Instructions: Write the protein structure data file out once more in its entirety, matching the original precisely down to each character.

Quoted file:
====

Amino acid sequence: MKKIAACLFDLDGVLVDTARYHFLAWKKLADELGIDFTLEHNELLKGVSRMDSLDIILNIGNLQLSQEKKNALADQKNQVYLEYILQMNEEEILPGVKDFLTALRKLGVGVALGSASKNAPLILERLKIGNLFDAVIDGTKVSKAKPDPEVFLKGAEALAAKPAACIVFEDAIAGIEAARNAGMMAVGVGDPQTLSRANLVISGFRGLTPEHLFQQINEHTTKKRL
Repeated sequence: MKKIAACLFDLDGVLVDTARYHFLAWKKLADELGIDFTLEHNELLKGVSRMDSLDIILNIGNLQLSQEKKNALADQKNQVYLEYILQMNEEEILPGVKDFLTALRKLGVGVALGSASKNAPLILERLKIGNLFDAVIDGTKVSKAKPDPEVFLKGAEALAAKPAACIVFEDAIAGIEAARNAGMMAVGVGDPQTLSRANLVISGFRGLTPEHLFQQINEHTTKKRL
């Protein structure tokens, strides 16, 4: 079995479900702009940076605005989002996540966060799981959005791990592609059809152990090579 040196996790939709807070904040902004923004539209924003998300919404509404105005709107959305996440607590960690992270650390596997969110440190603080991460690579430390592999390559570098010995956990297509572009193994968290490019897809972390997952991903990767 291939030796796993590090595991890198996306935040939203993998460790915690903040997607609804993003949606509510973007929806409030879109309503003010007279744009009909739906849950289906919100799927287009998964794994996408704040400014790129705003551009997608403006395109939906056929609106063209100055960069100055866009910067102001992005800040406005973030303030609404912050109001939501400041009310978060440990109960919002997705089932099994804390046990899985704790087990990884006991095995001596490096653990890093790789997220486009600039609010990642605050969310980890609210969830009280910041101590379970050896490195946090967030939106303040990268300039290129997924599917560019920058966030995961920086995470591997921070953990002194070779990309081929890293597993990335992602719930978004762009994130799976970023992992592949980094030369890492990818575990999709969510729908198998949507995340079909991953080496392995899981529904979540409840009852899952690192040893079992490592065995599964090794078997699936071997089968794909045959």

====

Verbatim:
Amino acid sequence: MKKIAACLFDLDGVLVDTARYHFLAWKKLADELGIDFTLEHNELLKGVSRMDSLDIILNIGNLQLSQEKKNALADQKNQVYLEYILQMNEEEILPGVKDFLTALRKLGVGVALGSASKNAPLILERLKIGNLFDAVIDGTKVSKAKPDPEVFLKGAEALAAKPAACIVFEDAIAGIEAARNAGMMAVGVGDPQTLSRANLVISGFRGLTPEHLFQQINEHTTKKRL
Repeated sequence: MKKIAACLFDLDGVLVDTARYHFLAWKKLADELGIDFTLEHNELLKGVSRMDSLDIILNIGNLQLSQEKKNALADQKNQVYLEYILQMNEEEILPGVKDFLTALRKLGVGVALGSASKNAPLILERLKIGNLFDAVIDGTKVSKAKPDPEVFLKGAEALAAKPAACIVFEDAIAGIEAARNAGMMAVGVGDPQTLSRANLVISGFRGLTPEHLFQQINEHTTKKRL
């Protein structure tokens, strides 16, 4: 079995479900702009940076605005989002996540966060799981959005791990592609059809152990090579 040196996790939709807070904040902004923004539209924003998300919404509404105005709107959305996440607590960690992270650390596997969110440190603080991460690579430390592999390559570098010995956990297509572009193994968290490019897809972390997952991903990767 291939030796796993590090595991890198996306935040939203993998460790915690903040997607609804993003949606509510973007929806409030879109309503003010007279744009009909739906849950289906919100799927287009998964794994996408704040400014790129705003551009997608403006395109939906056929609106063209100055960069100055866009910067102001992005800040406005973030303030609404912050109001939501400041009310978060440990109960919002997705089932099994804390046990899985704790087990990884006991095995001596490096653990890093790789997220486009600039609010990642605050969310980890609210969830009280910041101590379970050896490195946090967030939106303040990268300039290129997924599917560019920058966030995961920086995470591997921070953990002194070779990309081929890293597993990335992602719930978004762009994130799976970023992992592949980094030369890492990818575990999709969510729908198998949507995340079909991953080496392995899981529904979540409840009852899952690192040893079992490592065995599964090794078997699936071997089968794909045959």